I should clarify that I wasn’t surprised that Kuchin was taken – it’s just how early he was selected that was the shocker. See, earlier in the season, I had been heavily marketing Kuch to the CHL teams, knowing that playing Major Juniors was the next logical step in the progression of his career. In the Spring, however, Kuchin and I made the decision that he should skate with the Chicago Steel for another year in 2010-11. Kuch hadn’t played for the same coach or team for two years in a row since he was a boy, and we felt that making a commitment to the Steel would help quiet any remaining rumors going into the NHL Draft about him having an attitude problem. At the same time, as you know last month Kuchin came back to Chicago to skate with the Steel during their Final Camp, and we were both impressed with the talent that the Steel had in place for the upcoming season. In conjunction with the verbal commitment we had given the guys at the Steel, after Final Camp, I sent out emails to all the CHL teams participating in the Import Draft letting them know that Kuchin was going to be playing in Chicago this Fall, and that drafting him would be a waste of a pick (and the $2,000 charge that each Import selection comes with). Regardless, I knew that three teams in particular were very interested in Kuchin, and would probably take a chance on him with the hopes that they could draw him away from Chicago. After Kuch was passed up in the NHL Entry Draft, I knew that the Canadian teams would feel as though the odds of them getting him up to Canada were even stronger. But still, in a situation like that, you’d figure a team would use their First Round pick on more of a sure thing and take a flier on Kuchin with their Second Round selection. To stay on theme with my work -usually the unexpected outcome is the one I get.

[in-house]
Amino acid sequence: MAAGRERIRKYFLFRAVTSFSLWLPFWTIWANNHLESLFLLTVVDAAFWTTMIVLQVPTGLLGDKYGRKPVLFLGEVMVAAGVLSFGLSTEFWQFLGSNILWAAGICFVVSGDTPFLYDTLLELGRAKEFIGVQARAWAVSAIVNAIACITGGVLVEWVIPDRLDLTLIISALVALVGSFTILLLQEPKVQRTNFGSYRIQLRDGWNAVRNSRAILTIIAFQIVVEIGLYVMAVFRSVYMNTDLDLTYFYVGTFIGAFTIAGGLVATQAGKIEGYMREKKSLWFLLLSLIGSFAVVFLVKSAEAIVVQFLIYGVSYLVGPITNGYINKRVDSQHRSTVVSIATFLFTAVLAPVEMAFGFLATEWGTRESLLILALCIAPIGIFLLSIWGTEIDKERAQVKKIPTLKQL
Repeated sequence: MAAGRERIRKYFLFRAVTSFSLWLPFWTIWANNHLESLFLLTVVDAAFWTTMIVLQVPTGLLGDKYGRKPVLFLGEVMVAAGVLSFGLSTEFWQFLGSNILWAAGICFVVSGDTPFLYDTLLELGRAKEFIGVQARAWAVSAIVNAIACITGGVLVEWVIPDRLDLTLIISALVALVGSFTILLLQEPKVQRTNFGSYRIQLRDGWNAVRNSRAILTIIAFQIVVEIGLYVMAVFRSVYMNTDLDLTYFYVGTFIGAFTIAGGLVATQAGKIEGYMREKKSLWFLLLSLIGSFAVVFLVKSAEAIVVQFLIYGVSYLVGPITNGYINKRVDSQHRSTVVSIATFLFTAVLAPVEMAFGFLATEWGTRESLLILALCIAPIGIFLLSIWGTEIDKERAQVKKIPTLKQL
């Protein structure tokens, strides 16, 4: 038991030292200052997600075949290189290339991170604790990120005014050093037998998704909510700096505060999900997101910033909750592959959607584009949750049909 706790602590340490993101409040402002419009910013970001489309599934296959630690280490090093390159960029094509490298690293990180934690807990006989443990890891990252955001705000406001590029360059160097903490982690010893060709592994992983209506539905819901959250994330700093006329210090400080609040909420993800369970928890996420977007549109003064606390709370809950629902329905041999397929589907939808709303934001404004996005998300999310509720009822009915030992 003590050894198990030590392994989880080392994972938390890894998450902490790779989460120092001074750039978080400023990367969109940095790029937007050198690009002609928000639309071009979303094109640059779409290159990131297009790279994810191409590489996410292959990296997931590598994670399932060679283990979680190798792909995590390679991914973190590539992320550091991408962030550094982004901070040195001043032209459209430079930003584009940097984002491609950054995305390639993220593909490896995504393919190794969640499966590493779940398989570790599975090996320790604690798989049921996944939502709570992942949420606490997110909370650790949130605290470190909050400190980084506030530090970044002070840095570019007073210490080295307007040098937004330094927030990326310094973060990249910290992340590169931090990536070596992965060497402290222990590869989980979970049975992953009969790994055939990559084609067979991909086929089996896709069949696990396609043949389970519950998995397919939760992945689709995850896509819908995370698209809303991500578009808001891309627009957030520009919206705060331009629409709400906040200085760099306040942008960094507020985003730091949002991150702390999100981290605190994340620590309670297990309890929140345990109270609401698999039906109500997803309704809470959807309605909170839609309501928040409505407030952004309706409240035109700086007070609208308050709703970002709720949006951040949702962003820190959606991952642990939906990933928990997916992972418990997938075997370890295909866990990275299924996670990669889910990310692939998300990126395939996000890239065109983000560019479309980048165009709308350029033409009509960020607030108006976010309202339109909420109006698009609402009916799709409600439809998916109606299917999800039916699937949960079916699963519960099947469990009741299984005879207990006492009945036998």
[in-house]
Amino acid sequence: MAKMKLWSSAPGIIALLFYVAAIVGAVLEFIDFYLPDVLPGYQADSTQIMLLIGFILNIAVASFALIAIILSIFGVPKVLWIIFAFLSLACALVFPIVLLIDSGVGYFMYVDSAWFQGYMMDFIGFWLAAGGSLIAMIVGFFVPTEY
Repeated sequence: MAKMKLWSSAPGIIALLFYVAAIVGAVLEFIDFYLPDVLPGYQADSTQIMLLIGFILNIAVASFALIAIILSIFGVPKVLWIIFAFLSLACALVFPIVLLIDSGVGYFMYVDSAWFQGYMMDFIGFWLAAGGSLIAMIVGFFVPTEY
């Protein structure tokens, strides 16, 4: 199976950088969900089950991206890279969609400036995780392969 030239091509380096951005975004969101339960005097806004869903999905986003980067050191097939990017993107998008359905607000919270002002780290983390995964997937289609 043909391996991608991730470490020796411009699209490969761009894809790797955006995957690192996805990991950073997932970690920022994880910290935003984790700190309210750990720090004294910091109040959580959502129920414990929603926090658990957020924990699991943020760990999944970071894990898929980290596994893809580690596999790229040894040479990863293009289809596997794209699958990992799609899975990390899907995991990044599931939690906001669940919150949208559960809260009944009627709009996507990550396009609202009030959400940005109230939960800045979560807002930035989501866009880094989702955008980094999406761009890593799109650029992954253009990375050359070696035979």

Not more than two minutes after the pick was made, I got a call from one of the Steel coaches. “Scott, we’re following the CHL Draft online and just saw Kuch got picked in the First Round…what’s the deal?” I was asked.